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Halloween is not the Scare You Should be AFRAID of

I will be vulnerable with this story. No one is able to be do the right thing 100% of the time, and it often seems like I fail a lot more than I succeed. No matter who you are, there are times we fail to do the right thing.

Over the past few months I have asked the Lord to soften my heart for broken and hurting people in a greater way. As I read through the gospels, I began to better understand the heart that Christ has for the people the world wants to forget and even reject. A few nights ago, I was driving home from an intramural football game with two people who live in my hall and play on my intramural team. One of them is my RA, and we have similar views when it comes to hurting people and their treatment.

Before I continue the story, here is a bit of background of the area I attend college in. The school is an area of Springfield that most people would not want to live in. There is poverty, crime, despair, and hopelessness everywhere. This area is a place Jesus would want to minister.

As we were driving through campus I looked to my left toward the street. There is an section of grass which is owned by my school that runs along the sidewalk. I noticed the trees and my eyes spotted something below one of them. As we got closer I noticed that something was actually someone. I don’t know if it was a man or a woman, but they were laying down, with their backpack, under this tree. Someone just laying there asleep, not moving.

As I saw this person laying on the ground, by that tree, my heart moved. I felt compassion. I knew that Christ was trying to work in my heart, and I began to feel the influence of Christ work in my mind. I made a solemn comment…

“There’s a person sleeping over there.”

We both looked to our left at the person. During that moment, I was troubled knowing that person would not able to sleep safely that night. Sleeping in a safe place… that is something I have never had to worry about. I have always had a house to sleep in. Yet, here was a person, just like I. But instead of returning to a warm, safe, and comfortable home and bed like I was, they were on a college campus, sleeping in the cold under a small tree.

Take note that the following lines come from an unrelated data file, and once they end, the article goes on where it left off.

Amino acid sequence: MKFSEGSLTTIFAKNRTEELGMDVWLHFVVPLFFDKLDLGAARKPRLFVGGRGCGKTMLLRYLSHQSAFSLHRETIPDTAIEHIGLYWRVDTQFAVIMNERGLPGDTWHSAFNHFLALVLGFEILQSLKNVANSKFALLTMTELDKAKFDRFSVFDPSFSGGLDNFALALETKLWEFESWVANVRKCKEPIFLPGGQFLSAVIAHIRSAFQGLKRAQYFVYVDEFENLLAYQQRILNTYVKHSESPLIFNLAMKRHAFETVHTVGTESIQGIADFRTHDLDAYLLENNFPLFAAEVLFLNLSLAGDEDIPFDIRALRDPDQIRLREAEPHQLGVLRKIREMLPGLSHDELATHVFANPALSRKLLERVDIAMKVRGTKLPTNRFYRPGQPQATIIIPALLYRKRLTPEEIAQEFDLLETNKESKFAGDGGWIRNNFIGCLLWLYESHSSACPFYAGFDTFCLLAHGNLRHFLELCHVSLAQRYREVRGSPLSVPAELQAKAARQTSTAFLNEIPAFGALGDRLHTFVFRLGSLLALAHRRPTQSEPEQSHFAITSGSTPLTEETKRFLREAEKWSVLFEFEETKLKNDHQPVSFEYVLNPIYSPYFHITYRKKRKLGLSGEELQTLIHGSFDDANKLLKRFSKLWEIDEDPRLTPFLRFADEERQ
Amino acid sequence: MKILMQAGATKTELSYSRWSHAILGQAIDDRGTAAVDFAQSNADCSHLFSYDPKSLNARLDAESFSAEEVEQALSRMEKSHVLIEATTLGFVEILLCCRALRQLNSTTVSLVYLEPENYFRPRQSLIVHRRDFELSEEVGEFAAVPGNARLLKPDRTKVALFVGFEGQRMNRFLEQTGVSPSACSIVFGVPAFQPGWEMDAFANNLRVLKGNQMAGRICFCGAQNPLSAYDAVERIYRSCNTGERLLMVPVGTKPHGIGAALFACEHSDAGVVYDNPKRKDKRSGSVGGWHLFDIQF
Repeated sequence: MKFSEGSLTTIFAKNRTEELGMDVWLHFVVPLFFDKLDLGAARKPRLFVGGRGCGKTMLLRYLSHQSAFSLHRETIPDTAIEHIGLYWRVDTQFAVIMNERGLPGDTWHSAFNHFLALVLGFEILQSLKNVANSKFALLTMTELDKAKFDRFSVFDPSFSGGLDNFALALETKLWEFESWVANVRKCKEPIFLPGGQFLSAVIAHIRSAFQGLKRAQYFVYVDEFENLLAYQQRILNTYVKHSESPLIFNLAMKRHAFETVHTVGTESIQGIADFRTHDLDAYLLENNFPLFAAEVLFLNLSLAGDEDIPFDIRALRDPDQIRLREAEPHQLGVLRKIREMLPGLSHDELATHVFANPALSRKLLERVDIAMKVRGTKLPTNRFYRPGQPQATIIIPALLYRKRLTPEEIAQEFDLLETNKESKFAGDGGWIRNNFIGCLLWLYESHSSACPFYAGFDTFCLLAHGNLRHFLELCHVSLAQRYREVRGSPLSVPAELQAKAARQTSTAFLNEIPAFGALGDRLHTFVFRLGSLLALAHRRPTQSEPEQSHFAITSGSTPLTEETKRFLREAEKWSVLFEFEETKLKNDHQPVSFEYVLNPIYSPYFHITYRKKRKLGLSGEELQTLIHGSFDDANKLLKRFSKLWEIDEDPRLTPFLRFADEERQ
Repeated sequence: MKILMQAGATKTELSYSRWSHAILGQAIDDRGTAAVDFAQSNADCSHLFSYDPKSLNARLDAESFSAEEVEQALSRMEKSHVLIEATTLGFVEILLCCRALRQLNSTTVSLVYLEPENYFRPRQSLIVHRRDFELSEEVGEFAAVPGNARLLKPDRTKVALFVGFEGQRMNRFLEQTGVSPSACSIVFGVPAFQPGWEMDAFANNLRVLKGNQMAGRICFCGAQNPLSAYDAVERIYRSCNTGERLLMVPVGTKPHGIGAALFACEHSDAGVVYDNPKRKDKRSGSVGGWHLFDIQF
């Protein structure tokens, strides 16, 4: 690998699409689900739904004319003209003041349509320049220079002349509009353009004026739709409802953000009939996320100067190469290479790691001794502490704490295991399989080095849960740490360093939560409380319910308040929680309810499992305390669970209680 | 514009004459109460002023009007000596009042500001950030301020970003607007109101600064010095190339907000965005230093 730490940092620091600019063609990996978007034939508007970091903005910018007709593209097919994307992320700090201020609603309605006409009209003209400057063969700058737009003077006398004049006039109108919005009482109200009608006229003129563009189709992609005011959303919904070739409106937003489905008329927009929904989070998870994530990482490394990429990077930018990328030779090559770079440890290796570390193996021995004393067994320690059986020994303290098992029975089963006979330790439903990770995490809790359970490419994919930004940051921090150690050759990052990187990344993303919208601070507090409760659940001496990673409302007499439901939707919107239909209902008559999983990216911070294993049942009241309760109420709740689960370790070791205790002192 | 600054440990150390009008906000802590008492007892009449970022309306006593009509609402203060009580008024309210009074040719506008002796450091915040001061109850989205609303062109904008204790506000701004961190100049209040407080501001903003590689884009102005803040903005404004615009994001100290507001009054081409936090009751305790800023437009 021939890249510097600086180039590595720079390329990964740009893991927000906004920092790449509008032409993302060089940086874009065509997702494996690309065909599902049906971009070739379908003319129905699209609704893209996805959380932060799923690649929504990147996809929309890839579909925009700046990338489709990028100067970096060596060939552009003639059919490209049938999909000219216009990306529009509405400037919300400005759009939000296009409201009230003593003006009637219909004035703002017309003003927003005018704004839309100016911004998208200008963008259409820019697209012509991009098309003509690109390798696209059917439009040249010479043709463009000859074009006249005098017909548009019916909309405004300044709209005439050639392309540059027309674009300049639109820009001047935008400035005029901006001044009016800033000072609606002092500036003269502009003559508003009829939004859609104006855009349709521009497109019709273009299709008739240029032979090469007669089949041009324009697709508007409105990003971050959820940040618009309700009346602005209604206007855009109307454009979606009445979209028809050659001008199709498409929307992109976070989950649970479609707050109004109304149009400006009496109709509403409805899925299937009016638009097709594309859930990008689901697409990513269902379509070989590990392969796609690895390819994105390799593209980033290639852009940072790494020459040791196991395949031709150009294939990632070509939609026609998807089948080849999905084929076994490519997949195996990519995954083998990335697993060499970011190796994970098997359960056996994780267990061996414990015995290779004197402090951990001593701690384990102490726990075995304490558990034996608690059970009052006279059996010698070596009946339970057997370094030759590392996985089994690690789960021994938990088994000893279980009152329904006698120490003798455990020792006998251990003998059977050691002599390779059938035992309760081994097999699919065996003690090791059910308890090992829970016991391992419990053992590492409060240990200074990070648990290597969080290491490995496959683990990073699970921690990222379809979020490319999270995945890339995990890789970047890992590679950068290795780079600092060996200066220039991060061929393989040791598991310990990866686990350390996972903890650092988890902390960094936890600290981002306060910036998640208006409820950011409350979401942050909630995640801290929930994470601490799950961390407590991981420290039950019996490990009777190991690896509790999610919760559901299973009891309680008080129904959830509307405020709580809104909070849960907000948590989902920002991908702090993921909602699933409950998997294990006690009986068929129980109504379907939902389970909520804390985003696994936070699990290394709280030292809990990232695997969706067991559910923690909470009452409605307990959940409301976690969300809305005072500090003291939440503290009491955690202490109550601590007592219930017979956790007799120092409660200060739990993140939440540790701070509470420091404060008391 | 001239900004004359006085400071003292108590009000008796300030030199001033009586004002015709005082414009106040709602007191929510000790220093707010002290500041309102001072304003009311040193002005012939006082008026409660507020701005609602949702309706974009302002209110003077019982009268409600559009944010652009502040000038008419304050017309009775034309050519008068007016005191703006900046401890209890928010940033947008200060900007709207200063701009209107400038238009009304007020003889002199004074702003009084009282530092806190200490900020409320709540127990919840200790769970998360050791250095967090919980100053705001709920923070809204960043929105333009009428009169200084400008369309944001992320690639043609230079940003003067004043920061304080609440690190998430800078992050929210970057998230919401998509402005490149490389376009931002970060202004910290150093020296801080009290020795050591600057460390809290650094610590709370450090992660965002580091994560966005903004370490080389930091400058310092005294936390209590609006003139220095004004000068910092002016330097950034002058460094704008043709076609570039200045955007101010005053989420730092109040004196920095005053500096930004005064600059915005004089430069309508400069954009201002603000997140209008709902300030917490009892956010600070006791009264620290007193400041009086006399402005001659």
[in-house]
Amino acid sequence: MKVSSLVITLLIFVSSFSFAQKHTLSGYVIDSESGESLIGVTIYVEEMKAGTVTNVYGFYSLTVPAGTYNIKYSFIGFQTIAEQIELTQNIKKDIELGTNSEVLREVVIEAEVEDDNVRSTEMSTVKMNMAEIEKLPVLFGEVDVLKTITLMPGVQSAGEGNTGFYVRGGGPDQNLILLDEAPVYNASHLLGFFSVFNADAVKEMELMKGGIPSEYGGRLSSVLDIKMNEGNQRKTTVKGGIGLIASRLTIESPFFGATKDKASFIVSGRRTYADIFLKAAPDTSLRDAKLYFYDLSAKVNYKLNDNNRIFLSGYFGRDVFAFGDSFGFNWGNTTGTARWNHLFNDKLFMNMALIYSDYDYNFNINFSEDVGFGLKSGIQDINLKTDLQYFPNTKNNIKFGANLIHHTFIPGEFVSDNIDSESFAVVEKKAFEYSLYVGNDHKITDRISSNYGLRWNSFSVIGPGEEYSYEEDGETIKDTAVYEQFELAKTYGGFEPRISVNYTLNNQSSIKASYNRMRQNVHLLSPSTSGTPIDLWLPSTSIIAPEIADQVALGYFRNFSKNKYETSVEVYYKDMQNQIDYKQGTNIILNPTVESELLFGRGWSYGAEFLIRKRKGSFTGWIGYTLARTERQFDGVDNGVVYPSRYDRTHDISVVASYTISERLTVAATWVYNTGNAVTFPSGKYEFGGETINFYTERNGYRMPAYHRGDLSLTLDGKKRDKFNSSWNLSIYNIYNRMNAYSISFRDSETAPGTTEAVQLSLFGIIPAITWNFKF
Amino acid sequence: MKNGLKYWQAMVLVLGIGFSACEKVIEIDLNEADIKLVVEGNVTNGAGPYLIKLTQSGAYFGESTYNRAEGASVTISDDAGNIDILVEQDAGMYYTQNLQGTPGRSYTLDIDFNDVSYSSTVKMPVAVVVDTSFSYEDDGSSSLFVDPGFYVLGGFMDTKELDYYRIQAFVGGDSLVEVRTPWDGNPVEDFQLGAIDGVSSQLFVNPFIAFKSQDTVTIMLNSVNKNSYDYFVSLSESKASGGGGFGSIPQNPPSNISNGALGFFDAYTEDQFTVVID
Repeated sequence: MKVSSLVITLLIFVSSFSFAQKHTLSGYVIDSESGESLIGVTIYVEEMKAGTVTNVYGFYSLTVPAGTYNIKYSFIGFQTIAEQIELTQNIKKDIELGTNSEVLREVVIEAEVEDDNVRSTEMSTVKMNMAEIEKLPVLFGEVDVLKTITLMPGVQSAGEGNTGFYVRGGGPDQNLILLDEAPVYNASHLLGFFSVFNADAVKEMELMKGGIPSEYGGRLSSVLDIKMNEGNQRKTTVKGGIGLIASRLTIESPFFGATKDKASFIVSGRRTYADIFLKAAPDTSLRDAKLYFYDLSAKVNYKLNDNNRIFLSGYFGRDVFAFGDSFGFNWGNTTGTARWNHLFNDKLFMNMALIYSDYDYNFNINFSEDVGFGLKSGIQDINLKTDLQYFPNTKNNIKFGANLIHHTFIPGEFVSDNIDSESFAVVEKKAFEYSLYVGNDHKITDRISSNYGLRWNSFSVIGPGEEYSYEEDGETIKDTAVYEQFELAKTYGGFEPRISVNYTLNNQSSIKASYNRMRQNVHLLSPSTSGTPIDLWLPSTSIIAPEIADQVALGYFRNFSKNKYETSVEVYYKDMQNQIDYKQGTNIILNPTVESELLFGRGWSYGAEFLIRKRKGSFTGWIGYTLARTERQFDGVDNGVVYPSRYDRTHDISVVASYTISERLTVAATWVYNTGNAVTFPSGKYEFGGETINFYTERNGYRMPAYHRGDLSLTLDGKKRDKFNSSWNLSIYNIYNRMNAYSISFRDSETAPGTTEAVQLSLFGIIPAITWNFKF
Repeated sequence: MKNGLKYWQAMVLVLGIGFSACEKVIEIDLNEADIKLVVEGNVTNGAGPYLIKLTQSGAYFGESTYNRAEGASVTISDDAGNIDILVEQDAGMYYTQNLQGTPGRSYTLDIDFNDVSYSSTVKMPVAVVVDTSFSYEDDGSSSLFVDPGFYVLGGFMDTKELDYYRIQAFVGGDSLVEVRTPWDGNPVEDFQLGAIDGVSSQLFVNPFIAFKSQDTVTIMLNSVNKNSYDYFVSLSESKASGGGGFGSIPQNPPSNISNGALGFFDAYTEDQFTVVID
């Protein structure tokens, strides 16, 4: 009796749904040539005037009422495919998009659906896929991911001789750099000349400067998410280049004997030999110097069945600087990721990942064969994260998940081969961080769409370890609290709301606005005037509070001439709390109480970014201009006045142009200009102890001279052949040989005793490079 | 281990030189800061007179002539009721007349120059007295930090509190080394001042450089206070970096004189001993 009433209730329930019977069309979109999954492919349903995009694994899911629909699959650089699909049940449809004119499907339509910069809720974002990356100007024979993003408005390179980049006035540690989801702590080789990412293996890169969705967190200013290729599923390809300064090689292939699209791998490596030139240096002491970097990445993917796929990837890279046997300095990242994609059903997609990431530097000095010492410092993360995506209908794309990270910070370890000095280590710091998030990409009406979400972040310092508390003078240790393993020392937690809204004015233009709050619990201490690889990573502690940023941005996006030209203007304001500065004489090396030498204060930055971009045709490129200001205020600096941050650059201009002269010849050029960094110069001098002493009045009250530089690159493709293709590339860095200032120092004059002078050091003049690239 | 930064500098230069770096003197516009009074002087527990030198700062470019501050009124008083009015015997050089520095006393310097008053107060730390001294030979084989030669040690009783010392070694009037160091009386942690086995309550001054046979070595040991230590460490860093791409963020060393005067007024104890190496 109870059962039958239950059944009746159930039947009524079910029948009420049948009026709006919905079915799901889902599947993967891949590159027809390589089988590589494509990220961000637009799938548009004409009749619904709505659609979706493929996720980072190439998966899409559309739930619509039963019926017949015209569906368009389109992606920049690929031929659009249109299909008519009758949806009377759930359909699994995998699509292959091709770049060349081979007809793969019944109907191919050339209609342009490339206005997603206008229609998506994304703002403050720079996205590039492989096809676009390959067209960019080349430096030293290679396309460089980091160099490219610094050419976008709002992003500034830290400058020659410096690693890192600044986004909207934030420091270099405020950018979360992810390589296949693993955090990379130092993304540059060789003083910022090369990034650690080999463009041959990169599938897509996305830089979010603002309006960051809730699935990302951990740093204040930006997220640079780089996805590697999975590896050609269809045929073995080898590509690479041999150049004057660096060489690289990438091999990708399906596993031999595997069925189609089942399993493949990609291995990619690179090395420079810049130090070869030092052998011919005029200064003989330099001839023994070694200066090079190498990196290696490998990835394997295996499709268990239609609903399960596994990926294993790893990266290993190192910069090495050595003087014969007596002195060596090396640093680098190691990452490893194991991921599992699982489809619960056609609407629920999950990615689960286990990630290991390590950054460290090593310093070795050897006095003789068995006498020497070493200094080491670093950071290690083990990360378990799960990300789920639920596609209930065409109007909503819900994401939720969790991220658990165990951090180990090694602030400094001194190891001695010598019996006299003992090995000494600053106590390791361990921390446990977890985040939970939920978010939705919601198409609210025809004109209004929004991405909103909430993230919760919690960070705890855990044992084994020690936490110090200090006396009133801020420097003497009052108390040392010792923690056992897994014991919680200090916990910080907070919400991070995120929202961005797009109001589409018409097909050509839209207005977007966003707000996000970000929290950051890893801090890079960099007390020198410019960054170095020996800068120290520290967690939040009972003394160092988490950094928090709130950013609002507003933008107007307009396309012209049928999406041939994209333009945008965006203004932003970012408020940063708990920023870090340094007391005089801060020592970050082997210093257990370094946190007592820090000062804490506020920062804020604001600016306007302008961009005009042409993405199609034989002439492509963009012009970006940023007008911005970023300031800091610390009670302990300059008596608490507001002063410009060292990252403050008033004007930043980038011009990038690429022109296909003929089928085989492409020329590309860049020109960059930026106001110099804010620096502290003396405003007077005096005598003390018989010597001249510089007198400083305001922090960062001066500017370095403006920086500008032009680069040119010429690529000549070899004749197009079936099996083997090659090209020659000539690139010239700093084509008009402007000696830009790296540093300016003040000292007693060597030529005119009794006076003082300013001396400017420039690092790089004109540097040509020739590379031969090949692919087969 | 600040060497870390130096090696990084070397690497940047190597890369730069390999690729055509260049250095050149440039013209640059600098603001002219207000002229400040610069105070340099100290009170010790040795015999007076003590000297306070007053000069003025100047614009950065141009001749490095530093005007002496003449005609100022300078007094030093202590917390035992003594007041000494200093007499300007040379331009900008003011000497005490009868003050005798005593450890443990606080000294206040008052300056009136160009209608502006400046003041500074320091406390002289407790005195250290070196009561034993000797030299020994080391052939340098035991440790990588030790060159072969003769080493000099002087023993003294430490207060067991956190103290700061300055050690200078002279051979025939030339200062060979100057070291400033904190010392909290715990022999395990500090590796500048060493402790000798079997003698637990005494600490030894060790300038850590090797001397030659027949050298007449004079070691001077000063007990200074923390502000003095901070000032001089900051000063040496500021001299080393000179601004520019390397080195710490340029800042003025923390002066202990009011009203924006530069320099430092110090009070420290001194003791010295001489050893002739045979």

I continued to process this situation. I was confronted with multiple thoughts. These thoughts now burden my heart as I write these words…
First, I wondered how this person might be treated and received at my school. I had suggested to to my friends that, “he should at least go inside until the library closes.”

After I said this I thought deeper about the details of my statement. I work at my school’s library and I know that people come off the street often. If he or she had come inside, its possible someone would have asked them to leave our library. Maybe not everyone would have asked this, but I am sure if any of our students came to the front desk and admitted they were “uncomfortable” they would have eventually asked them to leave. As I thought about that, I couldn’t help but think if Jesus’s heart broke at that thought. Seeing his followers, who claim to do his will, possibly throw out a man back onto the cold street.